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a.avoid.porn.peperonity.net

'↓'i hate porn'↓'

It's the ultimate low of the free
market. If you have nothing else,
you are for sale. Your labor isn't
worth much. Your mind knows a
world we don't care to know,
and that which is sacred to you
is not sacred -or profitable- to us.
It's your willingness to do what it
takes to eat that we love to see,
and we will exploit it unendingly.
An almost universal commonality
in run-down countries around
the world is poor treatment of
women. Your dependence fuels
our hunger as we lust for
dominance. We will hire your
women and the willing among
your men, and we will tear off
their little strip of dignity until
nothing remains. We will remove
them from their world and sit
them in factories, doing
repetitive work until they can
barely afford to do it for lack of
strength to stand. But there is a
universal low, another way that a
woman can support herself...she
can sell her body.
In 49 of the 50 US states,
prostitution is illegal. It is only
legal in (most parts of) Nevada. In
case you haven't been there,
Nevada is one part nuclear
wasteland and one part human
cesspool (and all desert). There is
a unique blend of smoke and
smut that seems to permeate
every square foot of the air in
Vegas. From one angle, it's ass.
From another, it's ash. Bright
racy ads flash everywhere,
invading your personal space
and whispering... "Your sex life is
bland. Try ours..." or "You are a
loser. Come to our casino, get
lucky, and be a winner today."
Which is all bullshit really, 100
percent unadulterated nonsense.
In the long run, nobody wins in
casinos (without cheating), and
nobody improves their sex life by
making it meaningless.Smoke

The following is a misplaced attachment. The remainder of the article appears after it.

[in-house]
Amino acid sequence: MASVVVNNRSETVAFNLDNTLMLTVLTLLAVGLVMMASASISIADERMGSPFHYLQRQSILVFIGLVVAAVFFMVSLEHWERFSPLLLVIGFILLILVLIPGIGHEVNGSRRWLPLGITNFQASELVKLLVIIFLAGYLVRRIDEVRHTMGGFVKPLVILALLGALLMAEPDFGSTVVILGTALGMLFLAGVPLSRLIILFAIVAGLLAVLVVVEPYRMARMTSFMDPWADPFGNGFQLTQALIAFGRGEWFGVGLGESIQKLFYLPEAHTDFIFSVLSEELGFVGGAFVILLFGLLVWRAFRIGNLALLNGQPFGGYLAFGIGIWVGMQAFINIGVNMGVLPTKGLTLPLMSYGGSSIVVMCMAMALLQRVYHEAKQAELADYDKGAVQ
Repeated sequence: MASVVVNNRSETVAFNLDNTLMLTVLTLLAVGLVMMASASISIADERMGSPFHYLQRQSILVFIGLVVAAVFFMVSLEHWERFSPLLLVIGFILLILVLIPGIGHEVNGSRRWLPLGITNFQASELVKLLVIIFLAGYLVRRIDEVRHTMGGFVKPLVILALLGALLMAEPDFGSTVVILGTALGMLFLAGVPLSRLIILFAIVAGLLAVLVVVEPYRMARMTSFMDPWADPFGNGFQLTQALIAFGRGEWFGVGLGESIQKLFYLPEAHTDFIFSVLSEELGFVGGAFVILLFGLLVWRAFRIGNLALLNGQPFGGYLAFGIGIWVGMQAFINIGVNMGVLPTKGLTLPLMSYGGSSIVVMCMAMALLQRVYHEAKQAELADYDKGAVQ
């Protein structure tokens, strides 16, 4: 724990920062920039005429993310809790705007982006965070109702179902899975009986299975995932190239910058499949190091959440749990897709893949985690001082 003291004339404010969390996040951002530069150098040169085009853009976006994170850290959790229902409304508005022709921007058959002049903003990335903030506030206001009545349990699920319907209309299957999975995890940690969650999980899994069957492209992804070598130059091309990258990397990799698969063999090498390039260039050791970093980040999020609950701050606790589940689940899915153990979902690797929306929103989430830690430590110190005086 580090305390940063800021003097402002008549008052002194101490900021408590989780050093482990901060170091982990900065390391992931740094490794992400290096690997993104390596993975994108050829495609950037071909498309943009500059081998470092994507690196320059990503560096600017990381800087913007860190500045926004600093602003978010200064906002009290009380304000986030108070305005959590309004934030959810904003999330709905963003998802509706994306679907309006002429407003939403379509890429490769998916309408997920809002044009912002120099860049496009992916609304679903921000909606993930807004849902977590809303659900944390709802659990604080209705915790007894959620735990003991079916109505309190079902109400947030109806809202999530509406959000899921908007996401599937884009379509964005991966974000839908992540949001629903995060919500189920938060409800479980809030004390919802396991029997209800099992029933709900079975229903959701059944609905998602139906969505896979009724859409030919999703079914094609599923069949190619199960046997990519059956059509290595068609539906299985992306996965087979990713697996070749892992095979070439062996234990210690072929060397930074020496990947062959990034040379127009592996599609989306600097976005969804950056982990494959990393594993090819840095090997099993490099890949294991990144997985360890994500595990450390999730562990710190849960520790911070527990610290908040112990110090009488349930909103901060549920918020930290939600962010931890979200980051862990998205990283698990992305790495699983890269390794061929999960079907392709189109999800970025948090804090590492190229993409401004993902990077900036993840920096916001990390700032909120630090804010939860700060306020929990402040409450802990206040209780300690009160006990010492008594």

seems to fill every indoor space
in Nevada (Vegas, at least), and
exhaust seems to cover the few
outdoor spots where someone
isn't smoking. And since it's
approximately hotter than
fucking hell, the smoke has an
especially thick and unpleasant
quality.
Though Nevada is the only US
state where prostitution is legal,
pornography is legal (or it's
restrictions are effectively
unenforceable) in every part of
the United States. And I'm not
saying it should be otherwise.
Just look at how well they're
doing with the "war on drugs."
Ha! Telling people they can't do
something often just doesn't
work. Besides, freedom of
expression is precious and blah
blah blah blah...anyway, I don't
necessarily think outlawing porn
would do anything good. What
we need is a good, solid, logical
and educational foundation, and
we will each make the correct
individual decision.
So, since I'm too lazy to gather
these myself, I took the following
from theAntiporn Resource
Center. Let's read the facts:
6,000 porn movies are
released each year (New York
Post, 2003)
Increase in porn releases since
1991: 500 percent (US News &
World Report, 1997)
Porn rentals by men watching
alone: 71 percent (George
Magazine)
Porn rentals by hetero
couples: 19 percent (Ibid.)
Porn rentals by lesbian
couples: 1 percent (Ibid.)
1996 profits from porn video
rentals and sales: $4.2 billion
(Newsweek)
Hard-core porn outlets now
outnumber McDonald's
restaurants in America. (NCPCF)
Annual online porn revenue as
of 2002: $1 billion (National
Research Council)
25 million Americans spend 1
-10 hours per week with
online porn. (MSNBC, 2000)
4.7 million spend more than
11 hours per week. (Ibid)
Number of strip clubs in the
US in 1997: 2,500
Strip clubs doubled in number
between 1987 and 1992 (US
News & World Report)
A well-run strip club can earn $
5 million a year. (Ibid.)
Average age of a male's first
porn exposure in 1985: 11
years. (Bryant, 1985)
Today, 9 out of 10 children
between the ages of 8 and 16
have seen Internet porn. (LSE)
In 1992, 29 percent of boys
called porn their "most
significant source" of sex
education. (Check & Maxwell)
1 in 5 children in a chat-room
has been contacted by an
adult. (Detective K. Akerman,
2002)
20,000 images of child porn
are posted online each week
(NSPCC, 2003)
In 1998, America was the
world's largest consumer of